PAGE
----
25. 25. The Perils of Prototyping Which is harder to change: a program with 1000 lines of code or a 1000 square foot slab of concrete? § The concrete is ten inches thick and has steel reinforcing rods criss-crossing within it. Every cubic foot of it weighs almost 100 pounds. § The software has almost no physical existence at all. It weighs nothing. It consumes no space. A few microamps and those bits flip from zero to one without a second glance. !18@RegJoeConsults http://www.cooper.com/journal/2008/05/the_perils_of_prototyping
  26. 26. The Perils of Prototyping Which is harder to change: a program with 1000 lines of code or a 1000 square foot slab of concrete? § The concrete is ten inches thick and has steel reinforcing rods criss-crossing within it. Every cubic foot of it weighs almost 100 pounds. § The software has almost no physical existence at all. It weighs nothing. It consumes no space. A few microamps and those bits flip from zero to one without a second glance. !18@RegJoeConsults http://www.cooper.com/journal/2008/05/the_perils_of_prototyping The answer to my question seems a simple one, doesn’t it?
  27. 27. !19@RegJoeConsults This is the first one. This is it exactly. This is my hand-wired prototype, not a real Apple I or Apple ][ PC board. There are 4 white 2KB EPROMs on the upper board - that's how I developed BASIC and all the other routines of the Apple I. This is an Apple ] [ prototype. I can tell by how few chips it is. The Apple I had a computer board attached to my video terminal board, in the prototype stage." __Steve Wozniak hTp://www.geekculture.com/joyoWech/joystuff/apple1cake/firstapple.jpg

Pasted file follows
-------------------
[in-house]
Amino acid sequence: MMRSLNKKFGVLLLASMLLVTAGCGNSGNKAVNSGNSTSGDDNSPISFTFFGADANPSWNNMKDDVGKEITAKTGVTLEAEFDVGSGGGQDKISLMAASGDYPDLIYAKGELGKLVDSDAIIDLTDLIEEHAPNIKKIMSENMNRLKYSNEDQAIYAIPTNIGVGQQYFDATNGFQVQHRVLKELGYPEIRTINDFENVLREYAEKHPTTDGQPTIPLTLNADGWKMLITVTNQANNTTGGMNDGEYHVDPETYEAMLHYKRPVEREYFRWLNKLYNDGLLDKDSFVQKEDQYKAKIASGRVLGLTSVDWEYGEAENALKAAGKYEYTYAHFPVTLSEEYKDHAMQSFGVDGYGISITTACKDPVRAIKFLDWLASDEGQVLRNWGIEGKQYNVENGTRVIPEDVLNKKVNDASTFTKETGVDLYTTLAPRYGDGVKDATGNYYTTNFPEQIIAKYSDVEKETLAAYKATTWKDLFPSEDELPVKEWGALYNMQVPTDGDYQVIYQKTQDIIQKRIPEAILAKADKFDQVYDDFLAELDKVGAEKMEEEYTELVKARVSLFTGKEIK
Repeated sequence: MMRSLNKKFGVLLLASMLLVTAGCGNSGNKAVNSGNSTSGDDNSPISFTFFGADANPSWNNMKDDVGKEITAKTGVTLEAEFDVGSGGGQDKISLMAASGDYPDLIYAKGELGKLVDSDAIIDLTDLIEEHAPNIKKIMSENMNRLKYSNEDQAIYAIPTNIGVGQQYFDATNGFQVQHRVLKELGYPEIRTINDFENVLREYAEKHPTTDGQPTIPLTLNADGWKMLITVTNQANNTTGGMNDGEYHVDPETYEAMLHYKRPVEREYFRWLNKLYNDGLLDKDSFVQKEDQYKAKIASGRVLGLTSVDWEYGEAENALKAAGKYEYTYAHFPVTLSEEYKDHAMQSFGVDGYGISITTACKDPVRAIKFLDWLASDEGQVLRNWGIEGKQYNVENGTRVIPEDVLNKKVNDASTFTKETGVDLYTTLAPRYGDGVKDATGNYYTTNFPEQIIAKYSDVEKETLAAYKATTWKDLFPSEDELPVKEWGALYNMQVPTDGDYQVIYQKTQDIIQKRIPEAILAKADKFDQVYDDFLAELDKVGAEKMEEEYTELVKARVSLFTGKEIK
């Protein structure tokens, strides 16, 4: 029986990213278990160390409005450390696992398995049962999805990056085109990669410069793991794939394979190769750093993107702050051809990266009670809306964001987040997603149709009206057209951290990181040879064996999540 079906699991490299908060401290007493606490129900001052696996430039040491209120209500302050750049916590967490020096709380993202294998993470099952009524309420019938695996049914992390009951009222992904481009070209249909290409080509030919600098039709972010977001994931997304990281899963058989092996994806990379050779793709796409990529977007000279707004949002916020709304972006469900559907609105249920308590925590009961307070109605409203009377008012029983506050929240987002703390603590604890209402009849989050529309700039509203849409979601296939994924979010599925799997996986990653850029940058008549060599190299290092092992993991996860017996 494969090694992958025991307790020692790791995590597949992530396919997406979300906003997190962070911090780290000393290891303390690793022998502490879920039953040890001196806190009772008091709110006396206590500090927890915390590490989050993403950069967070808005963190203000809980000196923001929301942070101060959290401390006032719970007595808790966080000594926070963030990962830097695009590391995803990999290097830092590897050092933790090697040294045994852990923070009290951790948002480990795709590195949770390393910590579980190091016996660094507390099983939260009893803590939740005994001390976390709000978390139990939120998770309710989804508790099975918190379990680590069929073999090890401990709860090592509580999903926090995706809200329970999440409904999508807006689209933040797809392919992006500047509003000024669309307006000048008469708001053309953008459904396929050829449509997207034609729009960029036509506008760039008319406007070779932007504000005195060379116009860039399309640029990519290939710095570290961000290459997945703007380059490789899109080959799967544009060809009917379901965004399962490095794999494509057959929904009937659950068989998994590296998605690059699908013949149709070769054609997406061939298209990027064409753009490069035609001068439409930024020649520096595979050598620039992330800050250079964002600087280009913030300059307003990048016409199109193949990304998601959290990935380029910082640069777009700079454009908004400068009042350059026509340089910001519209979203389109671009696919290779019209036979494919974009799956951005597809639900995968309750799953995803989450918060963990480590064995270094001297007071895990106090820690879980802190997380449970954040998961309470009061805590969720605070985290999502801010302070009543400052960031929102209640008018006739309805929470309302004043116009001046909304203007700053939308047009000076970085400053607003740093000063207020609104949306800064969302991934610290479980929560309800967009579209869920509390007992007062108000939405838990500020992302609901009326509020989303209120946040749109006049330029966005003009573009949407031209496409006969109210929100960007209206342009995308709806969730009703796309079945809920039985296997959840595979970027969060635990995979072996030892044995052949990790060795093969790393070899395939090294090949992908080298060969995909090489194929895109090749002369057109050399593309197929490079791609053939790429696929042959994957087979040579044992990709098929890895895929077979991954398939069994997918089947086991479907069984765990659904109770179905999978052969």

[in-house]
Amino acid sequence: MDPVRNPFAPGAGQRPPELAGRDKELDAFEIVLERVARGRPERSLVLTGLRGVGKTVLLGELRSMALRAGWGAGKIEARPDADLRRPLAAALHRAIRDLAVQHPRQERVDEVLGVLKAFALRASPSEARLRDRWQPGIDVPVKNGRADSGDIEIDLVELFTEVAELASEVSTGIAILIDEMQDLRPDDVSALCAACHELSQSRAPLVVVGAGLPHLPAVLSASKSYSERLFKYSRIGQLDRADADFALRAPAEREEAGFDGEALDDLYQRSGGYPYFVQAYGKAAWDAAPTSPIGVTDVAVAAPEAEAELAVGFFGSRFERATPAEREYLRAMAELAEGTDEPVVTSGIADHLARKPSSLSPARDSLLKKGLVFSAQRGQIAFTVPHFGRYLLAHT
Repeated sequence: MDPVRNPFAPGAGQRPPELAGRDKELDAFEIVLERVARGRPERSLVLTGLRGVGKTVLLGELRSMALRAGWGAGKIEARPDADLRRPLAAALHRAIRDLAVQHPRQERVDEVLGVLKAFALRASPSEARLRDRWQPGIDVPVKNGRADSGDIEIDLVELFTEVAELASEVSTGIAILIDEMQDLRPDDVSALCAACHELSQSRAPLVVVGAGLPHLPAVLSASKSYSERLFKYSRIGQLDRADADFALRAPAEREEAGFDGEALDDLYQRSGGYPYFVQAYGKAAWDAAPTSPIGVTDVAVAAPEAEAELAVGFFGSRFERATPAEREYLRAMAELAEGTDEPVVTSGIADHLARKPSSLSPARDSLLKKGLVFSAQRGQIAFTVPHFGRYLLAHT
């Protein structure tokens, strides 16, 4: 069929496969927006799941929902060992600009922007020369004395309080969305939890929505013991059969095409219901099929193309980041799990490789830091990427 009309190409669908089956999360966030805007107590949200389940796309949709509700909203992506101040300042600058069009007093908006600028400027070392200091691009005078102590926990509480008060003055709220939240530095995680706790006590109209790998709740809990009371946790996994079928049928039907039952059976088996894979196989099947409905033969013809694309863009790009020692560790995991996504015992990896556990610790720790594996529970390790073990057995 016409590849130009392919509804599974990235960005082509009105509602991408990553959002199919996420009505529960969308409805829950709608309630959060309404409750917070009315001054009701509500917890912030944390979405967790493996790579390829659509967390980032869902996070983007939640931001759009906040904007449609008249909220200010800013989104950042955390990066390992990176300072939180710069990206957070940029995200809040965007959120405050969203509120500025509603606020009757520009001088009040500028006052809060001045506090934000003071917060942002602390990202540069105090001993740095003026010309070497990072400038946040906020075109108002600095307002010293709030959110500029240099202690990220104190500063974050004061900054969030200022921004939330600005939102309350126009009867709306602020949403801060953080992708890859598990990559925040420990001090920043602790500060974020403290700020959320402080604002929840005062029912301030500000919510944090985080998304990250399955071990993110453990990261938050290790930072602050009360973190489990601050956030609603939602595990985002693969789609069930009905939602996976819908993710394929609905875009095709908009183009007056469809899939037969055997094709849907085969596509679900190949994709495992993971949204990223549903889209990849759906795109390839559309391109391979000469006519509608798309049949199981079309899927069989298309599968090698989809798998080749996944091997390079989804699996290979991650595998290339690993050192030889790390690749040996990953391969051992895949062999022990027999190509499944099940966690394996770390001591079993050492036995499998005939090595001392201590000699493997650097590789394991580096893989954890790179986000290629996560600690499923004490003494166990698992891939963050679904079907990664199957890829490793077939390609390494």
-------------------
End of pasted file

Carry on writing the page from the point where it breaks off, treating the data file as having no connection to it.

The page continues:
28. 28. Use evolutionary prototypes (EVPs) when… § User requirements are (almost) defined. § Few interaction and visual design problems exist, and information architecture is defined. § UX team is highly experienced. § UXers also create the deployable front-end code. § Usability testing is summative, not formative. § Project requires little documentation. !20
  29. 29. Use throwaway prototypes (TAPs) when… § User requirements are ill-defined. § Major interaction or visual design (or both) issues remain, and the IA is not well defined. § You have less experienced UXers. § UX does not do development. § Usability testing is formative and occurs multiple times throughout the project. § Project requires detailed documentation. !21
  30. 30. 22@RegJoeConsultshttp://www.flickr.com/photos/rosenfeldmedia/3978302604/ Sketching vs. Prototyping Bill Buxton, Sketching User Experiences: Getting the Design Right and the Right Design
  31. 31. !23@RegJoeConsults TAP TAP/EVP EVPTAP Paper Axure Macaw/Webflow Fireworks/Sketch/ Photoshop/ Illustrator/ InDesign…. HTML/JS/CSS Balsamiq/
 iPlotz/iMockup... + Firm Reqs– Vague Reqs + Design Details – Design Details
  32. 32. !24 Melding sketches, quick wireframes, and prototyping Case Study
  33. 33. The Project: Redesign site into a modern, user-centered experience !25@RegJoeConsults From this… To this…
  34. 34. We Did… § Heuristic analysis § Data analysis § Market research analysis § Personas § Mood boards & visual design § User journeys/scenarios !26@RegJoeConsults
  35. 35. Mobile First
  36. 36. Mobile 2
  37. 37. Digital Exploration !29 Carrier 12:00 PM Page Title http://www.domain.com Google Up to 150% of amount purchased Up to 150% of amount purchased Up to 150% of amount purchased Trip interruption protection Trip interruption protection Trip interruption protection Trip interruption protection Trip interruption protection 1 2 3 1 Classic w/Trip + 2 Classic 3 Basic $356 $326 $256 Benefits Coverages
  38. 38. !30 Desktop sketch
  39. 39. .. !31
  40. 40. More Realized Sketches -- Version 1 !32
  41. 41. More Realized Sketches -- Version 2 !33
  42. 42. Prototyping in Axure (but it could be anything) !34@RegJoeConsults
  43. 43. !35 Many thanks! Joe Sokohl joe@RegularJoeConsulting.com @RegJoeConsults